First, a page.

Greenpeace volunteers in Manchester have provided sustainably sourced recycled paper bags in local supermarkets in place of the single-use fruit and vegetable bags provided by the retailers.
This shows how easy it would be for major retailers to make small changes to start reducing their plastic footprint.
Customers are often only provided with single-use plastic bags for buying loose fruit and vegetables and these plastic bags are usually used once and then disposed of.
People who try to avoid the excessive packaging of fruit and vegetables in multiple layers of plastic trays and wrapping by choosing loose produce, often find they have to buy their loose fruit and vegetables in a plastic bag anyway.
Greenpeace volunteers have been visiting retailers all across the country to give customers another option which won’t exacerbate the ocean plastic problem.
Helen Dryden, a volunteer with Manchester Greenpeace, said:
“I find it really upsetting to walk down my local canal and see moorhens and other water birds building their nests with discarded plastic. It’s also incredibly sad that one of our Greater Manchester rivers, the River Tame in Denton, has the world’s highest recorded levels of plastic pollution. Single use plastic has to be phased out as quickly as possible, something that Manchester Greenpeace pledged to support during the Mayor’s recent Green Summit. Supermarkets can make a start by getting rid of throw-away plastic bags and replacing them with paper ones – it’s a really simple win.”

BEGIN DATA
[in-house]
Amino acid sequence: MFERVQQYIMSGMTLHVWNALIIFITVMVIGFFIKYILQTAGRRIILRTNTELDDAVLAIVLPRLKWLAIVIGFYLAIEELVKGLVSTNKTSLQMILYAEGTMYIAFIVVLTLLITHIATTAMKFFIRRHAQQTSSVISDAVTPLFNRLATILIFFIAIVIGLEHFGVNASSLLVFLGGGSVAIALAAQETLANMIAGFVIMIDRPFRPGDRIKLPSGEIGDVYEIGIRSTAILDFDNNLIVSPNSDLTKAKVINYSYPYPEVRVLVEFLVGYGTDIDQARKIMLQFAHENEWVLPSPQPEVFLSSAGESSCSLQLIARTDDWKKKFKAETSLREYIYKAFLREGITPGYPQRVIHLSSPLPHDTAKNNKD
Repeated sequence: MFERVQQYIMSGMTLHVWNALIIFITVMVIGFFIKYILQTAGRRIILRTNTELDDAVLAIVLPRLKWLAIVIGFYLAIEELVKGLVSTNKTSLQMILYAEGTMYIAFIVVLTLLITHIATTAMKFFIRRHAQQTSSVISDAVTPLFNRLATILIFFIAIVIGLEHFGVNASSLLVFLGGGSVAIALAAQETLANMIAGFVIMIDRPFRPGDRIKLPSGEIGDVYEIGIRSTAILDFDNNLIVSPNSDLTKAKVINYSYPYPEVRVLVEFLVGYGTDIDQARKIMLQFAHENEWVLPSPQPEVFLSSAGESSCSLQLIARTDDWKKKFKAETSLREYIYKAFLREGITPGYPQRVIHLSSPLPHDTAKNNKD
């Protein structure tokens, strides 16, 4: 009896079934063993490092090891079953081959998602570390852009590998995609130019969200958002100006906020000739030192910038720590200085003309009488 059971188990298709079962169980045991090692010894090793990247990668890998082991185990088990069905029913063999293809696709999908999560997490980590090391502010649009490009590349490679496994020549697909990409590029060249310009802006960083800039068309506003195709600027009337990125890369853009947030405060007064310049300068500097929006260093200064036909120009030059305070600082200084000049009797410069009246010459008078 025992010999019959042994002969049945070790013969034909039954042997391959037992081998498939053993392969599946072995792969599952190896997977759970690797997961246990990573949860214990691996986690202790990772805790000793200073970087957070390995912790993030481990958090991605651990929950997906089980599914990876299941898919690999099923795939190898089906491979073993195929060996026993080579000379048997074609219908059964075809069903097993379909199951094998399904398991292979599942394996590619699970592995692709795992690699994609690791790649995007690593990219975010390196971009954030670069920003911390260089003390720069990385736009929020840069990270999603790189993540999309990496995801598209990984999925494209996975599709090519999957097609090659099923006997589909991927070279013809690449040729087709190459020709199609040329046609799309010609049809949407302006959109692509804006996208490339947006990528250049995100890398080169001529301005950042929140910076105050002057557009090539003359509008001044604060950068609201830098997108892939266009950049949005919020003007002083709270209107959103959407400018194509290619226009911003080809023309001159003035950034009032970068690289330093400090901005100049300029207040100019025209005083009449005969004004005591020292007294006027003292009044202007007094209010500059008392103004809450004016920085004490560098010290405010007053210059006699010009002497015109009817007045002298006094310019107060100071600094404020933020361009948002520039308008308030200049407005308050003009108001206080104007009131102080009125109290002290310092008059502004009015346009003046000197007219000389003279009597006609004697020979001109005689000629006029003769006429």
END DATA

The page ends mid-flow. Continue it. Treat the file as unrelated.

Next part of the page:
The actions took place to coincide with Earth Day, an annual global event running since 1970 which informs, inspires and mobilises millions of people around the world to protect our planet. This year’s Earth Day theme is “Ending Plastic Pollution”.
“I was really excited to be involved in Earth Day this year, with the focus firmly set on confronting the issue of plastic pollution. It would be wonderful to see our Greater Manchester rivers and canals thriving again, without the deluge of plastic waste – some of which ultimately ends up flowing out to sea with disastrous consequences. Healthy oceans are essential to all life on earth, absorbing carbon from the atmosphere to limit climate change and providing a protein source for over one billion people. Our planet relies on us protecting our oceans from becoming overwhelmed with plastic, and that means drastically decreasing single use plastics immediately.”
Manchester Greenpeace were joined by Greenpeace groups across the UK in sending this message to supermarket chains.